Jan. 2, 2008
I Love the Way Men Crack
I love the way men crack
open when their wives leave them,
their sheaths curling back like the split
shells of roasted chestnuts, exposing
the sweet creamy meat. They call you
and unburden their hearts the way a woman
takes off her jewels, the heavy
pendant earrings, the stiff lace gown and corset,
and slips into a loose kimono.
It's like you've both had a couple shots
of really good scotch and snow is falling
in the cone of light under the street lamp
large slow flakes that float down in the amber glow.
They tell you all the pain pressed into their flat chests,
their disappointed penises, their empty hands.
As they sift through the betrayals and regrets,
their shocked realization of how hard they tried,
the way they shouldered the yoke
with such stupid good faith
they grow younger and younger. They cry
with the unselfconciousness of children.
When they hug you, they cling.
Like someone who's needed glasses for a long time
and finally got them-they look around
just for the pleasure of it: the detail,
the sharp edges of what the world has to offer.
And when they fall in love again, it only gets better.
Their hearts are stuffed full as éclairs
and the custard oozes out at a touch.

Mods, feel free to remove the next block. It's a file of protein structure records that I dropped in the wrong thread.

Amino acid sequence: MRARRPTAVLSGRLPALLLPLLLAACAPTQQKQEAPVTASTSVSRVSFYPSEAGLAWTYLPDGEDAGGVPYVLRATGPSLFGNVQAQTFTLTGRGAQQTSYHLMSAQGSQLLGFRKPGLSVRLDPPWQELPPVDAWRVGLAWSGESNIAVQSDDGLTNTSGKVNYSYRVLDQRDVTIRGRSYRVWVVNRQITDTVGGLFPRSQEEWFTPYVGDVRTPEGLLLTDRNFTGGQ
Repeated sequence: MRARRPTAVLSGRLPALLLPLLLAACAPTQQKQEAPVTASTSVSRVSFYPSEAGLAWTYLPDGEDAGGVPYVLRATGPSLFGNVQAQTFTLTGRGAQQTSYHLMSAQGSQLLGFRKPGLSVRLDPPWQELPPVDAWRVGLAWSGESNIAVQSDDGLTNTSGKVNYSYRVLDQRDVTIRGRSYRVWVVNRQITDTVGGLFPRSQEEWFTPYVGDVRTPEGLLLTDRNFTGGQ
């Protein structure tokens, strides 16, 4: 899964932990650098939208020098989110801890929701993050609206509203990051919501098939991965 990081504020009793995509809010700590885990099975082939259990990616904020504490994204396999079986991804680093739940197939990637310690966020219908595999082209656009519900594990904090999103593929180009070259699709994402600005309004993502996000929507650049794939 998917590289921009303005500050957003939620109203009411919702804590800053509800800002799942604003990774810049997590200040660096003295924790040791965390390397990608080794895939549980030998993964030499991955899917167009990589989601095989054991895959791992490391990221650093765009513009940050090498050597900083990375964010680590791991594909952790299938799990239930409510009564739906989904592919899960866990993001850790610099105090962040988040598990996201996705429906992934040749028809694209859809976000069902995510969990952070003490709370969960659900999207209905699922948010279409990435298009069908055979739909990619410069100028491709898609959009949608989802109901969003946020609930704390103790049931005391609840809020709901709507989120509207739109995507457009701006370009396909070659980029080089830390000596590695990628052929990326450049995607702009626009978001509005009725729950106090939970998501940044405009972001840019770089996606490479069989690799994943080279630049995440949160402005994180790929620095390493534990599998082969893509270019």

They love her, they love you, they love everyone.
They drag out all the musty sorrows and joys
from the basement where they've been shoved
with mitts and coin collections. They tell you
things they've never told anyone.
Fresh from loving her, they come glowing
like souls slipping into the bodies
of babies about to be born.
Then a year goes by. Or two.
Like broken bones, they knit back together.
They grow like grass and bushes and trees
after a forest fire, covering the seared earth.
They landscape the whole thing, plant like mad
and spend every weekend watering and weeding.
It was on this day in 1897 that the author Stephen Crane (books by this author) (1871) survived the sinking of a boat headed for Cuba and he wrote about the experience in his short story "The Open Boat" (1898), which was one of the first works of fiction based on actual reportage.
It's the birthday of Isaac Asimov, (books by this author) born in Petrovichi, Russia (1920), who started a book whenever he wanted to learn about a topic that he didn't fully understand, and so he published books about outer space, nuclear physics, organic chemistry, history, astronomy, Greek mythology, and religion.
It's the birthday of war novelist Leonard B. Scott, (books by this author) born in Bremerhaven, Germany (1948), who was awarded the Purple Heart and the Silver Star in Vietnam. He was working a desk job at the Pentagon in Washington in the early '80s, when he heard the opening ceremonies of the Vietnam Memorial on the Mall, and said, "The dam just broke. Seeing my old comrades squelched my fears of attempting to write; I had to tell our story of the war and how it really was." His books include Charlie Mike (1985), The Last Run (1987), and The Hill (1989).
Be well, do good work, and keep in touch.®